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The Development Stages of a Puppy

The Prenatal Period
Before birth - adverse experiences for the pregnant mother may affect the behaviour of the offspring. These include thelack of a balanced diet or a stressful experience such as being hit by a car.

The Neonatal Period
Birth to 2 weeks - a constant human interference will interrupt the instinctive relationship between mother and puppy and can have a detrimental effect on the pup in later life. A puppy who has never had a human touch or external stimulation can grow up less confident and emotionally stable. The need for a happy balance is important if future stability is needed. The needs of a puppy at this stage are; food, warmth, rest, urination and defaecation.

The Socialisation Period
3 to12 weeks - This happens rapidly and is when particular responses are acquired most readily and bonds are made. The socialisation period is characterised by interactions with family, people and its surroundings. The pup learns how to dominate or submit during this stage. Environmental issues at this stage have the greatest effect on the behaviour as an adult.

The Juvenile Period
12 weeks to 2 years - This happens at the end of the socialisation period but the timing is not clear cut. Many puppies regress at around 6 months old when they have a heightened awareness of stimuli previously tolerated such as traffic or strangers which can provoke a fearful response. The puppy is now old enough to start training to heel and stay on command. This can only be for short periods at a time to begin with at first.

The Adulthood Period
2years old is generally accepted as the age of adulthood. This is when entire male dogs make a bid for dominance, either challenging the owner or other dogs in the house. Traumatic experiences which occur during the socialisation period between 3 and 12 weeks of age can have a detrimental consequences and attribute to behaviour problems during adult life. This period is characterised by interactions with it's litter mates, it's mother, with people and the surroundings.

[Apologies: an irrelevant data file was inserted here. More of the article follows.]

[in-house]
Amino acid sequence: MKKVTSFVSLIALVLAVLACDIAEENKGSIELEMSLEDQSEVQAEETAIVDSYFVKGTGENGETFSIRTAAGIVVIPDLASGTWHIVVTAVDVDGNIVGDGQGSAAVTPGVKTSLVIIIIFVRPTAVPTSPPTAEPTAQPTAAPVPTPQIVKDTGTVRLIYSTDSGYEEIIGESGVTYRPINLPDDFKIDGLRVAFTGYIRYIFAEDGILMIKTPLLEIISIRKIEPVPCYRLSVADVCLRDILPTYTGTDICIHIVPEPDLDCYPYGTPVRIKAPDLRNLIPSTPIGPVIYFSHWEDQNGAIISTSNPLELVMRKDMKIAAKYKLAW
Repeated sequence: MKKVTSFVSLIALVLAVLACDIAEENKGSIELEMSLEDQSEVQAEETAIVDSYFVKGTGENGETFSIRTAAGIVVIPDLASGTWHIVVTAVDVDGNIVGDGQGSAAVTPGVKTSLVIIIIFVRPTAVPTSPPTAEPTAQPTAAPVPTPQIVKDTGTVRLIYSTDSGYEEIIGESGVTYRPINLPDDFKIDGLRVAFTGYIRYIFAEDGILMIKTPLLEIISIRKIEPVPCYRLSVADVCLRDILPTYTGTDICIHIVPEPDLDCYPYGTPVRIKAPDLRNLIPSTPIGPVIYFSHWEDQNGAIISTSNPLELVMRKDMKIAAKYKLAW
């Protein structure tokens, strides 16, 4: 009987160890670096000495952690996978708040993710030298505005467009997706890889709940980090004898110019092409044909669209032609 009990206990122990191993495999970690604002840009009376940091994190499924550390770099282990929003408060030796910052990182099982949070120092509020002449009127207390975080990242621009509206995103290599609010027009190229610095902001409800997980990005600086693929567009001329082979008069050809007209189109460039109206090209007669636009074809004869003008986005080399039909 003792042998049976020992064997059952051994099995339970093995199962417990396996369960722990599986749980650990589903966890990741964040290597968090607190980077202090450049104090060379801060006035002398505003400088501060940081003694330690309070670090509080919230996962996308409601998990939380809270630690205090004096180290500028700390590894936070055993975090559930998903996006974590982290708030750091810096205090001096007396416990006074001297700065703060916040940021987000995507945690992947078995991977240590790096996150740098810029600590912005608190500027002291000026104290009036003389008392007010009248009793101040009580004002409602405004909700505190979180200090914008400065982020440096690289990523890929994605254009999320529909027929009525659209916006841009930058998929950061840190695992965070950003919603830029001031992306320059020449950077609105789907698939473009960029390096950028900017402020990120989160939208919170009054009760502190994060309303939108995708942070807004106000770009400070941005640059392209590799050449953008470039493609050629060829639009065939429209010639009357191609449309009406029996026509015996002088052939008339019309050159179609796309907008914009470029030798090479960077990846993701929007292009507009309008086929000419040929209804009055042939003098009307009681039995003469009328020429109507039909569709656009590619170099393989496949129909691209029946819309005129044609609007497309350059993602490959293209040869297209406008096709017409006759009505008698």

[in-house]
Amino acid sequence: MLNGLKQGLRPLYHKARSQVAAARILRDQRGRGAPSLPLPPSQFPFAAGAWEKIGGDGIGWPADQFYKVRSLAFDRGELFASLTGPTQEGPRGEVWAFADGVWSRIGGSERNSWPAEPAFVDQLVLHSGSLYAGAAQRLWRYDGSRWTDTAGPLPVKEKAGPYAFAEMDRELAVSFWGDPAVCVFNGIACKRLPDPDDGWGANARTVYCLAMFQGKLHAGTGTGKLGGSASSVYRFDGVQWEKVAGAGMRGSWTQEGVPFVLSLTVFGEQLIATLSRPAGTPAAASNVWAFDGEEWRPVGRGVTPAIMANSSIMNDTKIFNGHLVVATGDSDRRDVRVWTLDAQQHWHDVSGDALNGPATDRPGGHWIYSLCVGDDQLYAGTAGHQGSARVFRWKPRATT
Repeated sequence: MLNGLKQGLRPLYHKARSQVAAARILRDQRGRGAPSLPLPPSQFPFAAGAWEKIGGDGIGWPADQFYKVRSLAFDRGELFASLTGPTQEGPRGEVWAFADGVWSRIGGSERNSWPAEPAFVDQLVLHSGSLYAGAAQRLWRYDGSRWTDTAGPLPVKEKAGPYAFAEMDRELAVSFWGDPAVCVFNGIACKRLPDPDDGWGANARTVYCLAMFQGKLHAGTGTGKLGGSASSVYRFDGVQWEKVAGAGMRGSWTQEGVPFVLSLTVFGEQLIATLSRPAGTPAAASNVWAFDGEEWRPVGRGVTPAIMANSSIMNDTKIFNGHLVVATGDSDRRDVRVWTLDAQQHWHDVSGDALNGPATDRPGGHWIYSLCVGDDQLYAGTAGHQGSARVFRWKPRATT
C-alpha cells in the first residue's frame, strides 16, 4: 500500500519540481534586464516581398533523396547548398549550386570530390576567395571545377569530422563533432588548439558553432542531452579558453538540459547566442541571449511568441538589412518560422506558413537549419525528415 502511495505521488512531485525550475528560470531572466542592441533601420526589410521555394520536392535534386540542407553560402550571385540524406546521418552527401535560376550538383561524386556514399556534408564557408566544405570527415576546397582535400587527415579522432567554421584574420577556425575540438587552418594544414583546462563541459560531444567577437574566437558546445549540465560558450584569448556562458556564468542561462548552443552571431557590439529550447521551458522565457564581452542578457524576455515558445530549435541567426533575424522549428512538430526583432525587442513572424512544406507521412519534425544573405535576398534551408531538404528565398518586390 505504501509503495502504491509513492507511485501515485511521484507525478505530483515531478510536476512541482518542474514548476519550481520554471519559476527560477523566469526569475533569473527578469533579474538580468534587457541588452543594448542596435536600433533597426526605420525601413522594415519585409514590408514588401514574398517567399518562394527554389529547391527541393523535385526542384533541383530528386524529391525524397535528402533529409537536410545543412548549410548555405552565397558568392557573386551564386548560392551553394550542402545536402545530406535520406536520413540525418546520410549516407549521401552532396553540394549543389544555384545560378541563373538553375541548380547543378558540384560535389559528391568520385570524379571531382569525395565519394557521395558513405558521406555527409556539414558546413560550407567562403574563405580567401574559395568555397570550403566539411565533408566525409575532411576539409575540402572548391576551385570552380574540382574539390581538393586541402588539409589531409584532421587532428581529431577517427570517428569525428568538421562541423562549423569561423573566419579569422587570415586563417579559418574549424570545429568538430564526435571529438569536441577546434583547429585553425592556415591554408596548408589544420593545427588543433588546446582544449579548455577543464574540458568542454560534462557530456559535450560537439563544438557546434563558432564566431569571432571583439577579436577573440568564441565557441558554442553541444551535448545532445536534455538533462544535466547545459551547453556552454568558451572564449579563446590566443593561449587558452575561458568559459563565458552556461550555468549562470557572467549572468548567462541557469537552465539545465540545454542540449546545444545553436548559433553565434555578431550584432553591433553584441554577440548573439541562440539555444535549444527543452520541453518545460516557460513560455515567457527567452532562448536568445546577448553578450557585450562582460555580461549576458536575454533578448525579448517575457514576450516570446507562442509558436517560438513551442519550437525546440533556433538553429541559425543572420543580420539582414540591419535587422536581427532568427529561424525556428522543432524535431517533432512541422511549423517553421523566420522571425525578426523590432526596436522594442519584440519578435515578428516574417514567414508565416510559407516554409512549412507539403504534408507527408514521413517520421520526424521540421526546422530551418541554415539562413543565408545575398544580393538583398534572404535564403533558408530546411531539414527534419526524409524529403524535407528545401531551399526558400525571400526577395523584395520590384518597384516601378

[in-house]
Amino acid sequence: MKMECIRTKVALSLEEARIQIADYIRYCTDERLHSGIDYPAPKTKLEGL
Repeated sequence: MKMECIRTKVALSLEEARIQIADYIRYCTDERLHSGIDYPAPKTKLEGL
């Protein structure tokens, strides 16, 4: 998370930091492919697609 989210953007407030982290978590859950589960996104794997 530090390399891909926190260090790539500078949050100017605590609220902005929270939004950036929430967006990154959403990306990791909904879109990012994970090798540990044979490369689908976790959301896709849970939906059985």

The more POSITIVE experiences that the puppy encounters during this time, the more stable the puppy will be going into adulthood. It should be remembered that this is usually a very stressful time for a puppy as usually they are re-homed at around this age and if the move is traumatic it can have an affect on the adult dog.

The best circumstances in which to buy a puppy include:
Home-reared - where the puppy has been exposed to human handling along with a variety of everyday sights, sounds and smells.
Healthy age - no younger than 6 weeks of age.
Temperament - of both bitch and dog should be observed and the bitches behaviour with the puppies.
The new home - should be as similar as possible to the old home to minimise stress. Most of these points are common sense but people still buy puppies at 4 weeks old, without seeing the mother, from a pet shop, or a puppy that has been ill. They then wonder why they experience problems later.

There are arguments for and against the BEST age to separate a puppy from its mother.

Puppies bought from pet shops or puppy farms are likely to have problems as adults as are puppies who have suffered illness, they suffer from fear induced aggression or excessive barking; this is a result of forced isolation and painful experiences.

Puppies that leave their mother at a relatively late time such as 16 - 24 weeks can show an increased fear of other dogs and traffic. This may be due to a kennel - reared upbringing or a lack of stimuli.

Some psychologists believe that puppies should stay with the mother until 12 weeks of age as before this time puppies are very vulnerable but this is also after the crucial stages of socialisation.

Puppies removed at 6 weeks showed a loss of appetite, increased distress and a susceptibility to illness.

The optimum time for socialisation is between 6 - 8 weeks when the puppy's instinct to make friends with strangers overcomes its natural wariness and is why it is advocated the ideal time to remove the puppy from its mother and litter mates to a new home.

There are gaps in our current knowledge of the early development of behaviour problems. We do not know a great deal about what crosses the placenta to the unborn puppy and this may affect behaviour.

Research shows that puppies are particularly vulnerable to psychological damage resulting in behavioural problems. With children we can monitor progress through interview, dream interpretation and free association but with our puppies we can only guess at what might have occurred.
Dogs Worldwide.com - This article has been reproduced courtesy of Burns Pet Nutrition

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